Tue February 21, 2012
The City Task Force Facing a Billion Dollar Decision
It turns out compiling a $1.5 billion wish list of city projects was the easy part.
Last week KUT reported about the massive “needs assessment” City of Austin departments compiled with an eye towards this November’s bond election: millions of dollars for projects including development of the Waller Creek riverwalk downtown, new police and fire stations, and open space acquisition.
But now we know what’s on the table, it’s up to members of the Bond Election Advisory Task Force to whittle those recommendations down to a manageable size. And that work gets started in earnest this week.
Tonight is the first of three meetings to be held this week by separate task force committees. The Transportation/Mobility committee meets at One Texas Center, Room 500, at 6 p.m., where it will hear the Transportation Department’s $275 million pitch.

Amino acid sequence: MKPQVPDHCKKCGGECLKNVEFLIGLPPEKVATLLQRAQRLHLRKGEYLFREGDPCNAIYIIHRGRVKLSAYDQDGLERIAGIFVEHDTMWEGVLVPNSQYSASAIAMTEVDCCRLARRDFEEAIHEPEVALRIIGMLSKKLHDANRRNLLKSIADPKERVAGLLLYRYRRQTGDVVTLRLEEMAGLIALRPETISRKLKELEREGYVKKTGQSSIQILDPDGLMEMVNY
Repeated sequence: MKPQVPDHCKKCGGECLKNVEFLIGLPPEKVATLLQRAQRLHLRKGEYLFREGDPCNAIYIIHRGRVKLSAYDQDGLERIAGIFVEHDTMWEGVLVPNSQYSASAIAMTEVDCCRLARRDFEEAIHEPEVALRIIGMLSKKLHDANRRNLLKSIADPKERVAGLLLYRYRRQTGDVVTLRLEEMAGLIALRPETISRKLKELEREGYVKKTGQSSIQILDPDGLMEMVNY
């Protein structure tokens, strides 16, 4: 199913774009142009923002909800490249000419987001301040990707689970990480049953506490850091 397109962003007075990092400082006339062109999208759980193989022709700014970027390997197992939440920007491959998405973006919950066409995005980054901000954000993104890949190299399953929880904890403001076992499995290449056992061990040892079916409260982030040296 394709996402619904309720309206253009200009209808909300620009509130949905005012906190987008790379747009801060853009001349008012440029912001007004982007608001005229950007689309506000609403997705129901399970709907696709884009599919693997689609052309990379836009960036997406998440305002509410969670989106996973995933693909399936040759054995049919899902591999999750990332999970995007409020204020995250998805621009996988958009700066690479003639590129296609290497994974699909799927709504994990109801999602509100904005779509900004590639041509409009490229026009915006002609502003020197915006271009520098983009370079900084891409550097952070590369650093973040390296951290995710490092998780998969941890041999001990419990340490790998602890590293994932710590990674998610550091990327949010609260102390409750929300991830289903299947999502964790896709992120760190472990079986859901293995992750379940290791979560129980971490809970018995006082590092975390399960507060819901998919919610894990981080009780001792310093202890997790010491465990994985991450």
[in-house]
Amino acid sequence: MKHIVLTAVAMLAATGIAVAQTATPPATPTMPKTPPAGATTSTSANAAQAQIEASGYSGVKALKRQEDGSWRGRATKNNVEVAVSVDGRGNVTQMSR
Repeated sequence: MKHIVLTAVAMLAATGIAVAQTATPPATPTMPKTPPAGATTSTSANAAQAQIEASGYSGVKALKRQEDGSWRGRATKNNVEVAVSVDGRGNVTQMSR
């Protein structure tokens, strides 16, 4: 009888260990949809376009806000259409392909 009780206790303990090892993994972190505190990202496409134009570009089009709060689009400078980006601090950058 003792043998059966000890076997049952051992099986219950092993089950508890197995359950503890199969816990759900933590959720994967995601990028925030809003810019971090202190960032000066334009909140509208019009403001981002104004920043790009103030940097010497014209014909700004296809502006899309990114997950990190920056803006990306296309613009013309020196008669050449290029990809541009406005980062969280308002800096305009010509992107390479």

Tomorrow, the Parks and Open Space committee convenes at One Texas Center to hear the Parks and Recreation Department’s $141 million wish list, and learn about $50 million in proposed parkland acquisition.
On Thursday, the City Facilities committee will hear the Austin Public Library’s $8 million in needs, in addition to millions in other building services requests.
Work is just getting started on creating a bond package to put before voters this November. The city notes “The Task Force, City staff, and the community will work together over the next several months to identify and review potential projects and programs for future bond funding. In May 2012, the Task Force will provide recommendations for the City Council to consider when developing a potential bond package.”
The Statesman adds the task force must also drastically slash the needs assessment, as it has been asked “to recommend a few different possible packages for the bond election, with projects that total $200 million, $300 million and $400 million.”
The city is also looking for public input on the process. It recently launched an online survey were citizens can rank the six “guiding principles” the city will consider in crafting a bond package. (That’s Infrastructure, New Initiatives, Mobility, Sustainability, Cost-effectiveness, and a Balanced Approach.)